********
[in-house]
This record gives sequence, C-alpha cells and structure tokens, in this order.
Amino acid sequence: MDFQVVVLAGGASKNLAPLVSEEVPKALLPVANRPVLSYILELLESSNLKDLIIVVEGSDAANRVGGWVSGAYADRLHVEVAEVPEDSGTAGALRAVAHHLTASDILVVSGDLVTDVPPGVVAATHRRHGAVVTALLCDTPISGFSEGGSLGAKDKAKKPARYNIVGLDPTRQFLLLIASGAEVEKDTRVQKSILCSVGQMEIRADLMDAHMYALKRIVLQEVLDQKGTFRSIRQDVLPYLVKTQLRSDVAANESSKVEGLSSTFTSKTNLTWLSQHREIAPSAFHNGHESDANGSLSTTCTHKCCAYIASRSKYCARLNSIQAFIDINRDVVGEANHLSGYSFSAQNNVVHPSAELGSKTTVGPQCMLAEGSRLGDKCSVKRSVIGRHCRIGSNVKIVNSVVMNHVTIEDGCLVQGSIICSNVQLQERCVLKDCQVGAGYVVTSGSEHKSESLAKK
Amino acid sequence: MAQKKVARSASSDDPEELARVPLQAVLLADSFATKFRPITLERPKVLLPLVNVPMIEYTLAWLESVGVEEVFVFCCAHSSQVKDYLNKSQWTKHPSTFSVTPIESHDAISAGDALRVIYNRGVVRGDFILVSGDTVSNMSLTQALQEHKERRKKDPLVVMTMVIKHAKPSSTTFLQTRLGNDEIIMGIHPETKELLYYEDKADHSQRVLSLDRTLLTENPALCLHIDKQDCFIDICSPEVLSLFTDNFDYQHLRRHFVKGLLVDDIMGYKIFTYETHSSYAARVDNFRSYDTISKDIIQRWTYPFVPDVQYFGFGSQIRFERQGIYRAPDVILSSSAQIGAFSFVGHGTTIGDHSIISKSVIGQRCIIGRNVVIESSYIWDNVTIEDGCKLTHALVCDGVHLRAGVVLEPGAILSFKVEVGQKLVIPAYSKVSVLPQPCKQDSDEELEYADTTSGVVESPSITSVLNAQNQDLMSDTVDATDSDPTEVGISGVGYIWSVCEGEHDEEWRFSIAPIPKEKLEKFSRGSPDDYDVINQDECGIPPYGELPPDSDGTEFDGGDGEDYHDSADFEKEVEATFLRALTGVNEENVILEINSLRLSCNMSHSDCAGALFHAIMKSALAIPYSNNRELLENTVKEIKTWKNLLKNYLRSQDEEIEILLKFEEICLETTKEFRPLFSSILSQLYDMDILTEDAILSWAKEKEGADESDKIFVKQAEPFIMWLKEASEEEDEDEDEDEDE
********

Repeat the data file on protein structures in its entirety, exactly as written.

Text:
[in-house]
This record gives sequence, C-alpha cells and structure tokens, in this order.
Amino acid sequence: MDFQVVVLAGGASKNLAPLVSEEVPKALLPVANRPVLSYILELLESSNLKDLIIVVEGSDAANRVGGWVSGAYADRLHVEVAEVPEDSGTAGALRAVAHHLTASDILVVSGDLVTDVPPGVVAATHRRHGAVVTALLCDTPISGFSEGGSLGAKDKAKKPARYNIVGLDPTRQFLLLIASGAEVEKDTRVQKSILCSVGQMEIRADLMDAHMYALKRIVLQEVLDQKGTFRSIRQDVLPYLVKTQLRSDVAANESSKVEGLSSTFTSKTNLTWLSQHREIAPSAFHNGHESDANGSLSTTCTHKCCAYIASRSKYCARLNSIQAFIDINRDVVGEANHLSGYSFSAQNNVVHPSAELGSKTTVGPQCMLAEGSRLGDKCSVKRSVIGRHCRIGSNVKIVNSVVMNHVTIEDGCLVQGSIICSNVQLQERCVLKDCQVGAGYVVTSGSEHKSESLAKK
Amino acid sequence: MAQKKVARSASSDDPEELARVPLQAVLLADSFATKFRPITLERPKVLLPLVNVPMIEYTLAWLESVGVEEVFVFCCAHSSQVKDYLNKSQWTKHPSTFSVTPIESHDAISAGDALRVIYNRGVVRGDFILVSGDTVSNMSLTQALQEHKERRKKDPLVVMTMVIKHAKPSSTTFLQTRLGNDEIIMGIHPETKELLYYEDKADHSQRVLSLDRTLLTENPALCLHIDKQDCFIDICSPEVLSLFTDNFDYQHLRRHFVKGLLVDDIMGYKIFTYETHSSYAARVDNFRSYDTISKDIIQRWTYPFVPDVQYFGFGSQIRFERQGIYRAPDVILSSSAQIGAFSFVGHGTTIGDHSIISKSVIGQRCIIGRNVVIESSYIWDNVTIEDGCKLTHALVCDGVHLRAGVVLEPGAILSFKVEVGQKLVIPAYSKVSVLPQPCKQDSDEELEYADTTSGVVESPSITSVLNAQNQDLMSDTVDATDSDPTEVGISGVGYIWSVCEGEHDEEWRFSIAPIPKEKLEKFSRGSPDDYDVINQDECGIPPYGELPPDSDGTEFDGGDGEDYHDSADFEKEVEATFLRALTGVNEENVILEINSLRLSCNMSHSDCAGALFHAIMKSALAIPYSNNRELLENTVKEIKTWKNLLKNYLRSQDEEIEILLKFEEICLETTKEFRPLFSSILSQLYDMDILTEDAILSWAKEKEGADESDKIFVKQAEPFIMWLKEASEEEDEDEDEDEDE